Government Stories May 16

AAPL: 93.88

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As reported earlier, Apple CEO Tim Cook is visiting Beijing, China this week. The earlier Reuters report suggested Cook was intending to talk with government officials about company matters amidst increasing tensions between the country and Apple, following trademark disputes and the ban on iTunes Movies and iBooks content.

On Monday, though, Cook met with Chinese app developers at an Apple Store. The talk was hosted by Jean Lui, president of taxi company Didi Chuxing, of which Apple has invested $1 billion dollars. A plethora of Chinese app publishers were in attendance, including a Groupon-esque clone ‘Meituan’,  photo app MeituPic, news provider, cooking app DayDayCook and game developer Tap4Fun (via CNBC).

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Government Stories May 6

AAPL: 92.72

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Reuters is reporting that Apple CEO Tim Cook will visit China later in May to meet with government officials and address current tensions between Apple and China, seen by many as the main driver of revenue growth for the company going forward.

Apple has faced some significant setbacks in China in the last few weeks. The company has had to stop selling iBooks and iTunes Movies in the region following new governmental policy that restricts online publishing. Apple also ceded exclusive rights to the iPhone trademark after losing a court case, although it plans to appeal.

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Government Stories April 22

AAPL: 105.68

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In an interview with the BBC on national British radio, Apple co-founder Steve Wozniak said that he believes Apple should pay 50% tax, along with all other companies. He said he doesn’t like the distinction of different rules between corporations and individuals.

Today, although Apple has never been found to evade tax or conduct illegal practices, it does not pay at top-rate tax, using a variety of financial engineering schemes to redirect profits elsewhere, such as Ireland, with significantly lower tax requirements.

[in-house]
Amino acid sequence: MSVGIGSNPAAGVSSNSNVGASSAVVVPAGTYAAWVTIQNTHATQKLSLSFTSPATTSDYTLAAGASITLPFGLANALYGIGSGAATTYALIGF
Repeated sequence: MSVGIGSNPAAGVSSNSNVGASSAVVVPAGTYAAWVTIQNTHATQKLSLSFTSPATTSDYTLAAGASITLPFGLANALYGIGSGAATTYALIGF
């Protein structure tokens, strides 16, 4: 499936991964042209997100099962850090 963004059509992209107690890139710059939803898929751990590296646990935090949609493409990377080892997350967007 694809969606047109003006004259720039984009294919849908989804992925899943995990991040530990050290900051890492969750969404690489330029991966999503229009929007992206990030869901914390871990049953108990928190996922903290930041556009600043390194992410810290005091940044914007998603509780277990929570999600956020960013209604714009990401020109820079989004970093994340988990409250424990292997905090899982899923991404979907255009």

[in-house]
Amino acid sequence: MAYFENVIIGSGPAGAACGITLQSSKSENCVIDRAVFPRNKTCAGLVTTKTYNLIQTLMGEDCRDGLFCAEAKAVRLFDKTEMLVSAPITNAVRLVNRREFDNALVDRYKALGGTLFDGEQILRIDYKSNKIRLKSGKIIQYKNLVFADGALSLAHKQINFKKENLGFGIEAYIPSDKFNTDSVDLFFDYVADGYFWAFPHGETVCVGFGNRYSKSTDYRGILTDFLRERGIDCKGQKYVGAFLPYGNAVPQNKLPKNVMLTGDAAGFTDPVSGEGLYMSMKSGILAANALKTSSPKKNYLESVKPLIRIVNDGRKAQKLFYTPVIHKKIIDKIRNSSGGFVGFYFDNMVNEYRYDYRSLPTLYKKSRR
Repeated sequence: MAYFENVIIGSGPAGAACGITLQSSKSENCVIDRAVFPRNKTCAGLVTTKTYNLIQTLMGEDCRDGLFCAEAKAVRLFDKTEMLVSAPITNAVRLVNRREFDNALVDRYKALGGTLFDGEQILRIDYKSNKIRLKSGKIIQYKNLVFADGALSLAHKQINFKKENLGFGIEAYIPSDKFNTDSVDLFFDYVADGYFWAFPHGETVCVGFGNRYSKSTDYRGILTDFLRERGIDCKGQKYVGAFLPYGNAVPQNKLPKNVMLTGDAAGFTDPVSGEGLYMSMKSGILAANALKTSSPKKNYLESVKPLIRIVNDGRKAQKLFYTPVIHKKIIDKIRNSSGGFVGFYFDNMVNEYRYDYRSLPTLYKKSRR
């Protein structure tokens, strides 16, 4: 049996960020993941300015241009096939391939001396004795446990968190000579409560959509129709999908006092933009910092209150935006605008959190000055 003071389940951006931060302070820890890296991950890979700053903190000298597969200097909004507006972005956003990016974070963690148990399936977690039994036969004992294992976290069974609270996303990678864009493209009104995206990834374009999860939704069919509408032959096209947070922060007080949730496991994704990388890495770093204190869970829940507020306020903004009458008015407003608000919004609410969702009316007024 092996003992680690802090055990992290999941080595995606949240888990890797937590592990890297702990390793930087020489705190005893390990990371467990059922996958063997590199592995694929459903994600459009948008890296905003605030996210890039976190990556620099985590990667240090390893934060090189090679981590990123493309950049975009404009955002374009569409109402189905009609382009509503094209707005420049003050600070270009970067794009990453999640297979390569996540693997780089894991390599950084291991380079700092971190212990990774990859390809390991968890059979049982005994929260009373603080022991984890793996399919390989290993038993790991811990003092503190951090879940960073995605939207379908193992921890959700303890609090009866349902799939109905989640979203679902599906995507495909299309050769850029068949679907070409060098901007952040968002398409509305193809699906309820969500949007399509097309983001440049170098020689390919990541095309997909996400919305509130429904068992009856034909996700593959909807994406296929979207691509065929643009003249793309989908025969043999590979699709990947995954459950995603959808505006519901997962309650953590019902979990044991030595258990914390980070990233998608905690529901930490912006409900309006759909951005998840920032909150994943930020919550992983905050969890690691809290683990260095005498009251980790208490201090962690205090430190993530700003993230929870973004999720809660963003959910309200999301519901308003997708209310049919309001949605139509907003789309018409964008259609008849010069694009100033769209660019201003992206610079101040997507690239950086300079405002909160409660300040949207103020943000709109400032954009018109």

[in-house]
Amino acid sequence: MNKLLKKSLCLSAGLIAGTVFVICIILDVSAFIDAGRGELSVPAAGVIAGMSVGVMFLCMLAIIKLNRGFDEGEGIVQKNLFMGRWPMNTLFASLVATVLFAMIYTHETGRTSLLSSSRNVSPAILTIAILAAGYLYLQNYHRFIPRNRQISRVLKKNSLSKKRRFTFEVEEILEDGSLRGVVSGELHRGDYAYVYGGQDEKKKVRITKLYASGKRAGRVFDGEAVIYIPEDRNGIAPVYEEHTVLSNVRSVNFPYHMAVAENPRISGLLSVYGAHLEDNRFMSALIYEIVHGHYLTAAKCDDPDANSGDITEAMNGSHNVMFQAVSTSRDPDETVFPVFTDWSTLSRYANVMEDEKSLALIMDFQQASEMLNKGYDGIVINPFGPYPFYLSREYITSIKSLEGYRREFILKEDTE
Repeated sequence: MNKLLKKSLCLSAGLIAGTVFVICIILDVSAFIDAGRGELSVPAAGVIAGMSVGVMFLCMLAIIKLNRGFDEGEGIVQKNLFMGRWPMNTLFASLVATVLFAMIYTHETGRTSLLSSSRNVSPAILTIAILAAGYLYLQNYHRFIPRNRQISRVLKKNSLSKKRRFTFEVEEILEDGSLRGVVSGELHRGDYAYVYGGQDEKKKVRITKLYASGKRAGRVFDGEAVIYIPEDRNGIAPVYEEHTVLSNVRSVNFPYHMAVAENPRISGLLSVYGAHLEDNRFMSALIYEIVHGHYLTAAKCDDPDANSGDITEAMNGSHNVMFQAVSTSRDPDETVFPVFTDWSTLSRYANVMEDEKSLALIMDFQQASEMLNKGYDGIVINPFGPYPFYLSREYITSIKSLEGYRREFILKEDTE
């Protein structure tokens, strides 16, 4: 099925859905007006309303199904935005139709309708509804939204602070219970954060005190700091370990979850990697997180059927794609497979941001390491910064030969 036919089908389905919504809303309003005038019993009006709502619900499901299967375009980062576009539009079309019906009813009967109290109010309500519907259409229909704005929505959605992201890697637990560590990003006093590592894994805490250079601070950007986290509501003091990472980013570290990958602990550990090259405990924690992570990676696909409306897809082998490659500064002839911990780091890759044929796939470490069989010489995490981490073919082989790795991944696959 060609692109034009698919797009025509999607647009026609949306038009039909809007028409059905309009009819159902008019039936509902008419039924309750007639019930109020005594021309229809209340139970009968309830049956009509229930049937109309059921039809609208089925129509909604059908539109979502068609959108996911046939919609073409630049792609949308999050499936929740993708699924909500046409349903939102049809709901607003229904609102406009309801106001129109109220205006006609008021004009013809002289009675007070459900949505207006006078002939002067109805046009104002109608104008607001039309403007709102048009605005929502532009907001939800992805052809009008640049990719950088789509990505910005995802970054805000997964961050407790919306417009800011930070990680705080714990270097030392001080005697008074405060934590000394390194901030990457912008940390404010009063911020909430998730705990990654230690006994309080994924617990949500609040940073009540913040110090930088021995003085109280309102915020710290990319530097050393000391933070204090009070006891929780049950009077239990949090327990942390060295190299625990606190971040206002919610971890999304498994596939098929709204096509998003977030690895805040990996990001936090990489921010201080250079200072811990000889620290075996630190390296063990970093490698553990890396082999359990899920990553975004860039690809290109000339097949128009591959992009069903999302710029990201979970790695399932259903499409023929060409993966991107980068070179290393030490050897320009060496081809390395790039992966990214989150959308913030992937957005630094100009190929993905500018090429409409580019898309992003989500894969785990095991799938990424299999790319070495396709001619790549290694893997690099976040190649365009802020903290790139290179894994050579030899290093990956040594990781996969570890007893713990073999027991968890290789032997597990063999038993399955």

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Government Stories April 19

AAPL: 106.91

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Apple had published its latest Transparency Report on Government Information Requests, covering the second half of last year. It revealed that it received over 30,000 requests last year, and complied with up to 82% of them. It is not allowed to specify the exact number of National Security Requests, but says they fell into the 1250-1499 band.

Apple breaks down the numbers by country, region and type of request. It says that most fall into what it terms device requests. Apple’s compliance here ranges from 52% in EMEA (Europe, Middle East, Africa) and India, to 80% in the USA.

The vast majority of the requests we receive from law enforcement relate to information about lost or stolen devices, and we report these as device requests. Device requests may include requests for customer contact information provided to register a device with Apple or the date(s) the device used Apple services. We count devices based on the individual serial or IMEI numbers related to an investigation. We encourage any customer who suspects their device is stolen to contact their local law enforcement agency.

Of perhaps greater interest are account requests, where the government is asking for information ranging from names and addresses to copies of iCloud backups …

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Government Stories February 18

AAPL: 96.26

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Following Apple’s refusal to unlock an iPhone 5c used by one of the San Bernardino gunmen, the Wall Street Journal reports that the Senate Intelligence Committee Chairman Richard Burr, a Republican out of North Carolina, plans to propose a new bill that would impose criminal penalties on companies that don’t comply with those types of orders. Citing people familiar with the matter, the report says that Burr’s plan isn’t finalized yet and that it’s unclear how many other lawmakers support the idea.

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Government Stories February 16

AAPL: 96.64

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A United States magistrate judge in California has today directed that Apple must help the FBI break into the cell phone of the one go the men behind the fatal attacks in San Bernardino last December, NBC News reports. Last week, FBI Director James Comey complained that the government couldn’t break the encryption on the iPhone used by one of the gunmen.

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